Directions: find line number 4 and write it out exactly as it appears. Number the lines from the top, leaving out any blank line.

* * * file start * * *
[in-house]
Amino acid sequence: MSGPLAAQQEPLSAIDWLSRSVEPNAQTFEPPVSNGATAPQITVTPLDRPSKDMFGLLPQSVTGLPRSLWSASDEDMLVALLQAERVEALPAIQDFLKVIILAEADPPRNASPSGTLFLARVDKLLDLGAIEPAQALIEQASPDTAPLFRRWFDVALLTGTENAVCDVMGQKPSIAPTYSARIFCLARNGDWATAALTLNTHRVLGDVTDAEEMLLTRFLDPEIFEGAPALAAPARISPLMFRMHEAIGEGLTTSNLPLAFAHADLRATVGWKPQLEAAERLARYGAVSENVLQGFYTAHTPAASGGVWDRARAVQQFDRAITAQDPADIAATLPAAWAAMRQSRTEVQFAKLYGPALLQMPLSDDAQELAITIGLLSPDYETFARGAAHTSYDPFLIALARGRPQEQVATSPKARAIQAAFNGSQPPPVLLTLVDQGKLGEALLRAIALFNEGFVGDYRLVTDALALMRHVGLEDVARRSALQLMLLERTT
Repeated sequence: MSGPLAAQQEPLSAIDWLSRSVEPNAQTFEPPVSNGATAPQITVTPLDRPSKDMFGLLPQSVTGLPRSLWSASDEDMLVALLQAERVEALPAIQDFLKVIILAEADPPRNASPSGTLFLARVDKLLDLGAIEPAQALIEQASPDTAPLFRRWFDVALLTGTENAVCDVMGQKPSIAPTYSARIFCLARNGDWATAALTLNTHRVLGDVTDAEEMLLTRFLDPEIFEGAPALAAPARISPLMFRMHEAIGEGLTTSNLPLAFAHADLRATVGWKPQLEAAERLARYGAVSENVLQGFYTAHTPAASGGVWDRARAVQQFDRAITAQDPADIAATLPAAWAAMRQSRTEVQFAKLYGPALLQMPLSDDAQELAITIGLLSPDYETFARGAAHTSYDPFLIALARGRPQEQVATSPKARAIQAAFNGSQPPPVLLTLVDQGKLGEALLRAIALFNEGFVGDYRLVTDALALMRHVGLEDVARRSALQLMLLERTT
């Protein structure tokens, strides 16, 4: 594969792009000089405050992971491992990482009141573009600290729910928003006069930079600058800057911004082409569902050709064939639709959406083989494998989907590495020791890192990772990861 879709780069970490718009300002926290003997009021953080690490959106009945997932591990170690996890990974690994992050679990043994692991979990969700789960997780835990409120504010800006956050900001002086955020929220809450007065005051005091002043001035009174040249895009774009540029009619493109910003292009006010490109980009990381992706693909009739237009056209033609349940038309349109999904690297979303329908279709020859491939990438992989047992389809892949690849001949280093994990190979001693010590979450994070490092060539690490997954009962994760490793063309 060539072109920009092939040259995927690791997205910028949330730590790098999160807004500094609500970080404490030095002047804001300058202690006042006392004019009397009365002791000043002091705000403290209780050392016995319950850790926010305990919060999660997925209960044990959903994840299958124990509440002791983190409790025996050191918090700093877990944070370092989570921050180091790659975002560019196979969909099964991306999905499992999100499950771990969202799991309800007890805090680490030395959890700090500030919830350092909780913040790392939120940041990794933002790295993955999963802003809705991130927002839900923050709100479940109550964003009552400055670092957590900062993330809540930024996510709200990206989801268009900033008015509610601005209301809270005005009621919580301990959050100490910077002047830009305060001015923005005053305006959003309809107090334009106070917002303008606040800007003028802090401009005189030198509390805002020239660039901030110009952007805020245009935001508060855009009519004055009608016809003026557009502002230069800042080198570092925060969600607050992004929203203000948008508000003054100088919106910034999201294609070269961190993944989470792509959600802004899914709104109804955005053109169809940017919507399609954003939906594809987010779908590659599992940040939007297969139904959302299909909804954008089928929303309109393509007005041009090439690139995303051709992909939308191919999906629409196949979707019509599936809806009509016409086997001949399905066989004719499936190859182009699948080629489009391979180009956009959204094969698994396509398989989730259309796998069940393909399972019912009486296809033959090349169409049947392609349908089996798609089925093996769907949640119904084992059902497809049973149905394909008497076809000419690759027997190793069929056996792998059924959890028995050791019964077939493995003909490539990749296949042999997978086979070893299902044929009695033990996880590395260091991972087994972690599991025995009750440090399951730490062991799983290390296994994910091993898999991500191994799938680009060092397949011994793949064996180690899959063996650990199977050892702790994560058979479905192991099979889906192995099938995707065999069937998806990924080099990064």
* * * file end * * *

């Protein structure tokens, strides 16, 4: 594969792009000089405050992971491992990482009141573009600290729910928003006069930079600058800057911004082409569902050709064939639709959406083989494998989907590495020791890192990772990861 879709780069970490718009300002926290003997009021953080690490959106009945997932591990170690996890990974690994992050679990043994692991979990969700789960997780835990409120504010800006956050900001002086955020929220809450007065005051005091002043001035009174040249895009774009540029009619493109910003292009006010490109980009990381992706693909009739237009056209033609349940038309349109999904690297979303329908279709020859491939990438992989047992389809892949690849001949280093994990190979001693010590979450994070490092060539690490997954009962994760490793063309 060539072109920009092939040259995927690791997205910028949330730590790098999160807004500094609500970080404490030095002047804001300058202690006042006392004019009397009365002791000043002091705000403290209780050392016995319950850790926010305990919060999660997925209960044990959903994840299958124990509440002791983190409790025996050191918090700093877990944070370092989570921050180091790659975002560019196979969909099964991306999905499992999100499950771990969202799991309800007890805090680490030395959890700090500030919830350092909780913040790392939120940041990794933002790295993955999963802003809705991130927002839900923050709100479940109550964003009552400055670092957590900062993330809540930024996510709200990206989801268009900033008015509610601005209301809270005005009621919580301990959050100490910077002047830009305060001015923005005053305006959003309809107090334009106070917002303008606040800007003028802090401009005189030198509390805002020239660039901030110009952007805020245009935001508060855009009519004055009608016809003026557009502002230069800042080198570092925060969600607050992004929203203000948008508000003054100088919106910034999201294609070269961190993944989470792509959600802004899914709104109804955005053109169809940017919507399609954003939906594809987010779908590659599992940040939007297969139904959302299909909804954008089928929303309109393509007005041009090439690139995303051709992909939308191919999906629409196949979707019509599936809806009509016409086997001949399905066989004719499936190859182009699948080629489009391979180009956009959204094969698994396509398989989730259309796998069940393909399972019912009486296809033959090349169409049947392609349908089996798609089925093996769907949640119904084992059902497809049973149905394909008497076809000419690759027997190793069929056996792998059924959890028995050791019964077939493995003909490539990749296949042999997978086979070893299902044929009695033990996880590395260091991972087994972690599991025995009750440090399951730490062991799983290390296994994910091993898999991500191994799938680009060092397949011994793949064996180690899959063996650990199977050892702790994560058979479905192991099979889906192995099938995707065999069937998806990924080099990064």